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Freshmen react: First week dining hall experience

This semester, KentWired will be following the lives of freshmen as they navigate the obstacles of life in college. This series is called “Freshmen react.”
Sara House
The Design Innovation Hub, one of Kent State’s dining halls, located at 800 East Summit St., Kent, OH.

Every August, a wave of incoming freshmen is welcomed to campus for the start of a new chapter in their lives. This transition to college comes with many challenges and adjustments. 

Most students are living away from home for the first time, moving into a smaller space and adapting to a new environment. 

One of the biggest changes that comes with moving to a college campus, however, is the food.

The university has two different all-you-can-eat dining hall options: Eastway and the DI (Design Innovation) Hub. Both dining halls have over 10 sections, each containing a variety of food.

Finding the best option can be difficult and many students have their opinions on the food, like Benny Miller, a freshman early childhood education major. 

“I would say [the] DI Hub has overall better quality,” Miller said.

Cara Myers, a freshman art education major, also felt similarly about the DI Hub. 

Jess and Sydney, two sophomores, spend their morning at the DI Hub August 28, 2023. (Sara House)

“I think I like the DI Hub more because it is closer to where I am,” Myers said. “It is definitely smaller; it gets packed a lot.”

Proximity is another factor students face when choosing where to eat. For example, freshman computer science major Annika Hall has a difficult decision to make when choosing.

“Eastway has better food, but it is farther away,” Hall said. 

Eastway, one of Kent State’s dining halls, is located at 17 Eastway Dr. on campus. (Sara House)

Choolaah, an Indian food station, was added to Eastway in April. Choolaah is accessible to students when they use a meal swipe into Eastway dining.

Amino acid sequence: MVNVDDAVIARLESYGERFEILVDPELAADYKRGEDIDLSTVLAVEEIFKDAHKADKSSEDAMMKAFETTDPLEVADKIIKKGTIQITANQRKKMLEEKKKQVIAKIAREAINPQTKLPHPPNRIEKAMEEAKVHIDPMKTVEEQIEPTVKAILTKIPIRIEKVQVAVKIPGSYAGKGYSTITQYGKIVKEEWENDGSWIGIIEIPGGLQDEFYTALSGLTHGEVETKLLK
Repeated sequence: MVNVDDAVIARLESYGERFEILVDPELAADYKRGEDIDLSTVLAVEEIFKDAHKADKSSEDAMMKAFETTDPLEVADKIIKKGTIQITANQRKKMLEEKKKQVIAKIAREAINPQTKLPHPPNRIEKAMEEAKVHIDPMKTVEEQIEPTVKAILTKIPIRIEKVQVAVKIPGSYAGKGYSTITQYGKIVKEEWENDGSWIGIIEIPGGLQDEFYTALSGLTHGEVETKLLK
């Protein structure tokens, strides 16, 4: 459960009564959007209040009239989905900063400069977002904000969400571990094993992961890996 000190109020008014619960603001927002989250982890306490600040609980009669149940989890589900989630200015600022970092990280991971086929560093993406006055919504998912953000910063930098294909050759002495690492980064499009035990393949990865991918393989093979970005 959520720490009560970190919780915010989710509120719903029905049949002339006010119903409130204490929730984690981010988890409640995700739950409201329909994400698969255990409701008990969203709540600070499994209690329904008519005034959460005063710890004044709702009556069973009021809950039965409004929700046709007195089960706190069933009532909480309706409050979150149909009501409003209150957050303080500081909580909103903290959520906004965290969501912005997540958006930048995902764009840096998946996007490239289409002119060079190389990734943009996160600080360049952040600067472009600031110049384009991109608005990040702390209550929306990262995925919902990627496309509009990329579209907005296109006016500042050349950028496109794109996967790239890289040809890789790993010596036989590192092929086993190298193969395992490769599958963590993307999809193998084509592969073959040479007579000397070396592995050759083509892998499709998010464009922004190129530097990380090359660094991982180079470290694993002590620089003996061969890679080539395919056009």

“I kinda wish the Indian place was open more because I like it a lot,” Hall said.

Luca Michnowicz, a freshman business management major, said the best food he has had on campus was chicken and rice from Choolaah.  

Depending on the time of day, each dining hall switches food for breakfast, lunch and dinner. 

Brenna Petersen, a freshman ASL/English interpreting major, said she goes to the dining hall two to three times a day. Once in the morning, and then in the evening for dinner. 

Similarly, freshman biology major Connor Lingo said he goes to the dining hall twice a day. 

The dining halls provide an assortment of food options, honoring different dietary restrictions 

Grace Ferrera, freshman psychology major, says the dining halls offer “wheatless options, and people who have dietary restrictions, have options there.”

Brooke Trumpler, a freshman exploratory major, enjoys the diversity of dining hall food.

“It is good that they have different options,” Trumpler said.

The variety of options allows freshmen to find their favorite foods to eat on campus.

Pranav and Brendan, two freshmen, get food from one of the stations at the DI Hub on August 28, 2023. (Sara House)

“Yesterday, I had this really good mac and cheese at the DI Hub,” Myers said. 

Trumpler said her favorite food so far has been the mac and cheese pizza. 

Among the favorite foods mentioned by freshmen during the first week were the salad bar, the waffles, the chicken sandwich and the scones.

Students enjoy the convenience the dining halls provide, making it so they don’t have to spend copious amounts of time cooking or preparing meals.

“[The food] is really convenient, I don’t have to work for it,” Hall said. 

Others commented on the convenience that dining halls provide for grabbing a meal between classes or activities. 

“I feel like it is [convenient], it is definitely on the way to classes and it is not in the middle of nowhere,” Miller said. “You don’t have to go super out of your way to go get food.” 

Marissa Engel, a freshman psychology major, commented on the recurring dining hall food.

Zavion, a freshman, drinks water at the DI Hub on August 28, 2023. (Sara House)

“It is actually pretty good, it is not horrible. It does get repetitive,” Engel said.

Despite its repetitive nature, freshmen have had a largely positive experience adjusting to eating away from home.

“Overall, I think it is good, the food is really good and I think there’s enough options that it doesn’t get boring,” Petersen said.

Olivia Montgomery is a reporter. Contact her at [email protected].

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About the Contributor
Olivia Montgomery, Reporter
Olivia is a sophomore journalism major with a minor in public relations. She is a general assignment reporter who enjoys writing about anything happening around campus. Contact her at [email protected]

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